The Bible says that Mary brought forth her first-born child (Luke 2:7), this is to say that she gave birth to Him. The process of giving birth has been associated with pain since the beginning of time. There is no indication from the Bible that Mary would have been excluded from this, hence we can conclude that she did have pain during the birth of Jesus. She was a woman and therefore the declaration that God made to Eve after sin entered the world applies to all women, “To the woman He said: “I will greatly multiply your sorrow and your conception; In pain you shall bring forth children….” (Genesis 3:16).
Mary was even warned that she would continue to experience pain throughout the life time of Jesus. After she and Joseph dedicated Jesus at the temple, the Holy Spirit inspired Simeon to tell her “And a sword will pierce your very soul” (Luke 2:35). This was a prediction to the sorrow that pierced Mary’s heart at the cross (John 19:25). This was the first New Testament mention of pain foreshadowing the passion of Christ which reflects the prophecies of Isa. 52:14; 53:12. Furthermore, the fact that Simeon’s declaration was addressed to Mary seems to imply that Joseph would not witness the scene on Calvary.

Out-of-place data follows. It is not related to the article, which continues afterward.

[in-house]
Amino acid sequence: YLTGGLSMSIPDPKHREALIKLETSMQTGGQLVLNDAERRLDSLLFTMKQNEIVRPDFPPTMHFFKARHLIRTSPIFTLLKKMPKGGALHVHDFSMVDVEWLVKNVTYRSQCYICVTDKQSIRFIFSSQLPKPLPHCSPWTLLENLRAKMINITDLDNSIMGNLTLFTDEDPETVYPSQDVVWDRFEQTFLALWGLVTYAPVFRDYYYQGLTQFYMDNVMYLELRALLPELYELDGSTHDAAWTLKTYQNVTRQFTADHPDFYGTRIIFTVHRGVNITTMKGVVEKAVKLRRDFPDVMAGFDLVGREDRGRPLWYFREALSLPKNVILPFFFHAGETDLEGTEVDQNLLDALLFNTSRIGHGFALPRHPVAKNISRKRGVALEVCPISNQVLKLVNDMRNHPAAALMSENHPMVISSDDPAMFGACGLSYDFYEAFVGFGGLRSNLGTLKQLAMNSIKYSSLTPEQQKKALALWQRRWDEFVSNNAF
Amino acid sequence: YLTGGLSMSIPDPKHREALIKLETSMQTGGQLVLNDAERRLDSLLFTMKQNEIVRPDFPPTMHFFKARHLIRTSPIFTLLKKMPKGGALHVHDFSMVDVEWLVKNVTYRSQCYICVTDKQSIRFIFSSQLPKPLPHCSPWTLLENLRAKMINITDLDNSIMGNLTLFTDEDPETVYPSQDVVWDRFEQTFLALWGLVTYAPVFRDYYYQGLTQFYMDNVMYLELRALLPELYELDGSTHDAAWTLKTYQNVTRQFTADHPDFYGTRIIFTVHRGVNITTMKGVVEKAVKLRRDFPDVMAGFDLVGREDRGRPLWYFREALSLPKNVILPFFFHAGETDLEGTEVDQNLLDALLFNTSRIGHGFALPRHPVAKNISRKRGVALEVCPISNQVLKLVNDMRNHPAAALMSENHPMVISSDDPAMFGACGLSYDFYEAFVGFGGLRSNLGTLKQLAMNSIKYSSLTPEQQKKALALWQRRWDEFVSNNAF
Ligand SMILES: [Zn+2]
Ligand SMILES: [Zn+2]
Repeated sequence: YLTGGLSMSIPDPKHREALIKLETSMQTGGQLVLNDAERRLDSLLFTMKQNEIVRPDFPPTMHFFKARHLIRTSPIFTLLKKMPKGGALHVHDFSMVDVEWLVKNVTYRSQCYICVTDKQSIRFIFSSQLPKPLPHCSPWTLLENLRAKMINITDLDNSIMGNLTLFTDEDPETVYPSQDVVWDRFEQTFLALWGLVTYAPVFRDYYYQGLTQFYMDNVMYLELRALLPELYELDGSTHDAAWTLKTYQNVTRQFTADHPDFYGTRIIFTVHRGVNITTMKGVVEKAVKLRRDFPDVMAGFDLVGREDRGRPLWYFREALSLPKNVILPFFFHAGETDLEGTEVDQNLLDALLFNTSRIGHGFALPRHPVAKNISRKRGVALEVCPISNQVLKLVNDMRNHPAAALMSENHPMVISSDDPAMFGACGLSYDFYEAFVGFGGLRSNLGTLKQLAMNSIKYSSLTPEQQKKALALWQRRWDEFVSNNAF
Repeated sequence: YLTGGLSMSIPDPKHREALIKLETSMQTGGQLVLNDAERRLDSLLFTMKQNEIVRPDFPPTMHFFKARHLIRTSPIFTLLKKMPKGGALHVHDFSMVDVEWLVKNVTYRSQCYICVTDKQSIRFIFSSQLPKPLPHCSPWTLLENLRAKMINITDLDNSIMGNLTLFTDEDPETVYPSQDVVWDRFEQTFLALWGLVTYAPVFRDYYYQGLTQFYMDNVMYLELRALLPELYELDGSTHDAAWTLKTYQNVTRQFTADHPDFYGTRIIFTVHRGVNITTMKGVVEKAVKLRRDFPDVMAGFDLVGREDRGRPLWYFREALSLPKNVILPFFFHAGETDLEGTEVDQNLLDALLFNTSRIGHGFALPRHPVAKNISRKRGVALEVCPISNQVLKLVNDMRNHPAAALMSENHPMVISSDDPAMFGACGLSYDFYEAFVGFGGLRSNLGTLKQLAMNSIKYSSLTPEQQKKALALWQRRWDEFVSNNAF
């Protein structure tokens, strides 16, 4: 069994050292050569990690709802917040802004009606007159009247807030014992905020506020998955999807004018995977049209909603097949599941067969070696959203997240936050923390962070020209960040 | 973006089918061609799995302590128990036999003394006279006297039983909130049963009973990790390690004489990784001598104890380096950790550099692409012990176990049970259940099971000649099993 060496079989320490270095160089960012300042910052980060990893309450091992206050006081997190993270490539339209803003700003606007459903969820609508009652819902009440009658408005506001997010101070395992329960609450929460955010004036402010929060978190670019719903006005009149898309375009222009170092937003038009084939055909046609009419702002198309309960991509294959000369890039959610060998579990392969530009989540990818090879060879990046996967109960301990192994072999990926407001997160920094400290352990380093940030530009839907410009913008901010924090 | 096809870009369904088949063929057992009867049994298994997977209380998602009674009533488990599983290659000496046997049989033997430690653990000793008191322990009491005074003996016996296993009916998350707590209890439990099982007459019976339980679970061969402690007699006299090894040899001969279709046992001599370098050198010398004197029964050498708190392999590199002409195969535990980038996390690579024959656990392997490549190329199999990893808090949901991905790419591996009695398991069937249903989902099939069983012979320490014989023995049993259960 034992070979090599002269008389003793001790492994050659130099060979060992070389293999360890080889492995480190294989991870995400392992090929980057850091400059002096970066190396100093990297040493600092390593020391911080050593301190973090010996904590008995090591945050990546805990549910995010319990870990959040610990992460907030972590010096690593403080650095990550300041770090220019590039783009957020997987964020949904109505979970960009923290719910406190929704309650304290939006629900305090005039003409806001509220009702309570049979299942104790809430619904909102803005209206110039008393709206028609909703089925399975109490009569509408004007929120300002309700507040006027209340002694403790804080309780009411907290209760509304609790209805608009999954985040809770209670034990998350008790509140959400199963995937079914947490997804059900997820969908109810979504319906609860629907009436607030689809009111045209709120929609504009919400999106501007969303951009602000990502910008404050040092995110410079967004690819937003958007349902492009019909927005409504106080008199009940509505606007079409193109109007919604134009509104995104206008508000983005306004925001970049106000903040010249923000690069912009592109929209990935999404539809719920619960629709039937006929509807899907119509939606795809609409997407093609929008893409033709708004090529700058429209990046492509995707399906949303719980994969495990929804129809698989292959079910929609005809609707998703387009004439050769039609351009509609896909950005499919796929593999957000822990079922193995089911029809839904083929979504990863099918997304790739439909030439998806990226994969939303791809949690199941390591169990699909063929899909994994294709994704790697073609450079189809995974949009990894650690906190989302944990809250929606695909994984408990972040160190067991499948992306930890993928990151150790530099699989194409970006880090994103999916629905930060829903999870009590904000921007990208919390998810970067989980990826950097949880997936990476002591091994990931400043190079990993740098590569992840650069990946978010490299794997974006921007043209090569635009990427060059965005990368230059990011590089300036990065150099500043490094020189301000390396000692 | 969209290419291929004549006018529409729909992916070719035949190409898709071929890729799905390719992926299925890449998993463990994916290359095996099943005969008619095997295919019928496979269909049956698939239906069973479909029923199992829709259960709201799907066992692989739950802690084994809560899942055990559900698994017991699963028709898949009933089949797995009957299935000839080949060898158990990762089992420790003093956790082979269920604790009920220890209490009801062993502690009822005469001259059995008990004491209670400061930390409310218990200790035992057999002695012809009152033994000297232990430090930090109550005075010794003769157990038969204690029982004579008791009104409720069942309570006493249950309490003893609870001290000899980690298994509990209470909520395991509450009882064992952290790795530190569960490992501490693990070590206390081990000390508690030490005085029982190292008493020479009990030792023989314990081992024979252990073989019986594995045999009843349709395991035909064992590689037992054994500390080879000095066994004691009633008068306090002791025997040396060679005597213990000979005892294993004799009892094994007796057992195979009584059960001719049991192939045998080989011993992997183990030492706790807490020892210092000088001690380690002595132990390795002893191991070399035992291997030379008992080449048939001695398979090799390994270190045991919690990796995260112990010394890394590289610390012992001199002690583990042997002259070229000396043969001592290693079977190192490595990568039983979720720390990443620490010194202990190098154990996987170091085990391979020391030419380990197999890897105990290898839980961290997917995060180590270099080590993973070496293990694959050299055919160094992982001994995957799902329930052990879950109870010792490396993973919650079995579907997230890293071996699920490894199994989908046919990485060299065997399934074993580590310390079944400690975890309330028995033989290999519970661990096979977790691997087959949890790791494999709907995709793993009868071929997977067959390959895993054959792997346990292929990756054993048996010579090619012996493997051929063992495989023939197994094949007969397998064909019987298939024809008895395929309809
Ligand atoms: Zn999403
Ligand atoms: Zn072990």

Mary, like most of Israel at the time, believed that the Messiah would set up an earthly kingdom. The fact that Jesus came to save people from their sins was not fully understood by any of Christ’s followers until after His resurrection. Therefore, there was great pain and sorrow for Mary when Jesus died on the cross, but she shared in the joy of His resurrection as all else did. Mary was not spared the pain of motherhood and womanhood.
In His service,